The video is supposed to be a very short summary of the research’s subject and findings. Something between a teaser and explainer. Specialists who would find simplification or stylisation distracting would still have access to the main research paper. So the video was allowed to use artistic means to convey the strange shapes, colors and textures of the microbial world, but still in a minimalist way, for the message to be clearly understandable for a wider audience.

Our contacts at MICA Lab gave some cues (based on selected shots from our showreel –all from non-scientific animations) on which sort of aesthetic to pursue. The final art direction has the organic, almost psychedelically alien impression of microscopy as its basis and remaps it onto simple geometric digital iconography.

During the design process, what we were making ended up having much in common with imagery from previous eras. It’s easy to see some connection with animations like Tusalava by Len Lye or Arrow To The Sun by Gerald McDermott –both works that are rooted folk imagery from much more ancient cultures.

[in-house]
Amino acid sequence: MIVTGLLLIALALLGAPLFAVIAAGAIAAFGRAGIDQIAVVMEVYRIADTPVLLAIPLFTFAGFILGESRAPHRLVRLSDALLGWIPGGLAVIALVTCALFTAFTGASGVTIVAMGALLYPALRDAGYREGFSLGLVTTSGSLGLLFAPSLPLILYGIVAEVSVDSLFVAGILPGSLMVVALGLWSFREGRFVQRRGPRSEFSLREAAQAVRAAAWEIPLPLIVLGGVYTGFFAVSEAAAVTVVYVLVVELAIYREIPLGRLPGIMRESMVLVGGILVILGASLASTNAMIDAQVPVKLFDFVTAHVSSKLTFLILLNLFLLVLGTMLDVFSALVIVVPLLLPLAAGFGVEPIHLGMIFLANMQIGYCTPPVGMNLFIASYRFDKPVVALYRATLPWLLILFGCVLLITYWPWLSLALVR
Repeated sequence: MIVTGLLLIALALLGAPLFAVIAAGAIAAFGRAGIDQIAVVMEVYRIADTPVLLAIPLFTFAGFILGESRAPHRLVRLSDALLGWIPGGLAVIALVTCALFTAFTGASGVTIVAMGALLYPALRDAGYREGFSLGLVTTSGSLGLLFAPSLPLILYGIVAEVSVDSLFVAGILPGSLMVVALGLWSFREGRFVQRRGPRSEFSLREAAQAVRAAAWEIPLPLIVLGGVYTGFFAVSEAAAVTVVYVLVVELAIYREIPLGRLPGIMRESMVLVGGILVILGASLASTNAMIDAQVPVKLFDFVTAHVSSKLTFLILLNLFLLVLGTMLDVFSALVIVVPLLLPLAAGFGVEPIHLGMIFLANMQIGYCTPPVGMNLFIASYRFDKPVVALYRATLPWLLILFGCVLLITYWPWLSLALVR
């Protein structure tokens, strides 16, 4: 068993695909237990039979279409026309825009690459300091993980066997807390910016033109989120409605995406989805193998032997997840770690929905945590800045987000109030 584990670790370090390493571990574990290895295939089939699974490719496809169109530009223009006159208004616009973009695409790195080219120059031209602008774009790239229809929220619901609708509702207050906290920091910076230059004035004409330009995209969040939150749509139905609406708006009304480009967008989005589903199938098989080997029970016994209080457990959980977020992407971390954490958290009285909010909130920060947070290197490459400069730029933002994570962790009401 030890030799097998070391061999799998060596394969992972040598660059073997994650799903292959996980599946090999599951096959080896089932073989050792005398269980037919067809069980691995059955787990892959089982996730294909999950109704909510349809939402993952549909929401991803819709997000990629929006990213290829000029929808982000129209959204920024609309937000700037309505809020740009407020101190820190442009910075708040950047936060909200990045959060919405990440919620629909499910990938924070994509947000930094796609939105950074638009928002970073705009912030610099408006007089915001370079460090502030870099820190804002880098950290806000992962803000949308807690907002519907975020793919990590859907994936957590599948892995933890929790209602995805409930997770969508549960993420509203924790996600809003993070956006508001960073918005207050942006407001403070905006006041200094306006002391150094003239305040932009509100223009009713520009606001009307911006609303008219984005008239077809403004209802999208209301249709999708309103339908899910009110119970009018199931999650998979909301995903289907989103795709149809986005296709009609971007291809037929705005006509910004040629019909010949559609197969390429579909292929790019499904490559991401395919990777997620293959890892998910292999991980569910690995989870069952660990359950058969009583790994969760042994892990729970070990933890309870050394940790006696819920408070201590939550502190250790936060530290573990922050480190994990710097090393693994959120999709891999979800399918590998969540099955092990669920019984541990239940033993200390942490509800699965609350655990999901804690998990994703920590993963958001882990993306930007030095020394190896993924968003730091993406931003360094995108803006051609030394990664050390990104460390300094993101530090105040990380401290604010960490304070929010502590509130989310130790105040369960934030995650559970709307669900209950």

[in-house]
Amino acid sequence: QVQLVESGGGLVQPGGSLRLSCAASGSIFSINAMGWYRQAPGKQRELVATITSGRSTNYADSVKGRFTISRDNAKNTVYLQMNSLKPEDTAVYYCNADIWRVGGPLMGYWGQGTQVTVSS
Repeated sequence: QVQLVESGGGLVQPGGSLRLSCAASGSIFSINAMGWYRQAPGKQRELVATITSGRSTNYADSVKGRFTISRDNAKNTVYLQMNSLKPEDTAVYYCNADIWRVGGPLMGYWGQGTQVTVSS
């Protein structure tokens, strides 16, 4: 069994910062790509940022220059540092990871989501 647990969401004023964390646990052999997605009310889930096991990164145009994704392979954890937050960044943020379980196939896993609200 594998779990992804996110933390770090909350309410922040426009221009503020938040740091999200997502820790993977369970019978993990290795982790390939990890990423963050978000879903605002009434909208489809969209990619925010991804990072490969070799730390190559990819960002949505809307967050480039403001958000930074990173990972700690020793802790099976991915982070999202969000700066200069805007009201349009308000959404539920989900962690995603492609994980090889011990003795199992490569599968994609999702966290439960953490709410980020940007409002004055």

In a less mystical realm, our animation follows in the footsteps of a particular colorful tradition in scientific graphic design (notably in crossovers between science and the commercial world, for example print ads for energy-related technology or the pharmaceutic industry). Seeing the connection made us realise that this tradition has become fairly rare: most examples are found in ads and textbooks from mid-century to the nineteen-seventies. It can be argued that this timeframe corresponds to late modernism and early post-modernism, in the spirit of which the mentioned scientific design clearly emerged.

Illustration by Warja Lavater 1961
Illustration by Stuart Ash 1967

But the surprise is not that (post-)modernist design has disappeared. It has just shifted towards (niche) advertising for fashion, food and entertainment industries. Architecture, tech and science appear to have abandoned it in favor of more sterile, neutral visual characteristics. (Note 1: possibly influenced by the pragmatic interface designs of software and the prevalence of software in our lives inside the lab and out. Note 2: and/or maybe it’s coming full circle by following the rules of hyperfunctionality from early-modernism).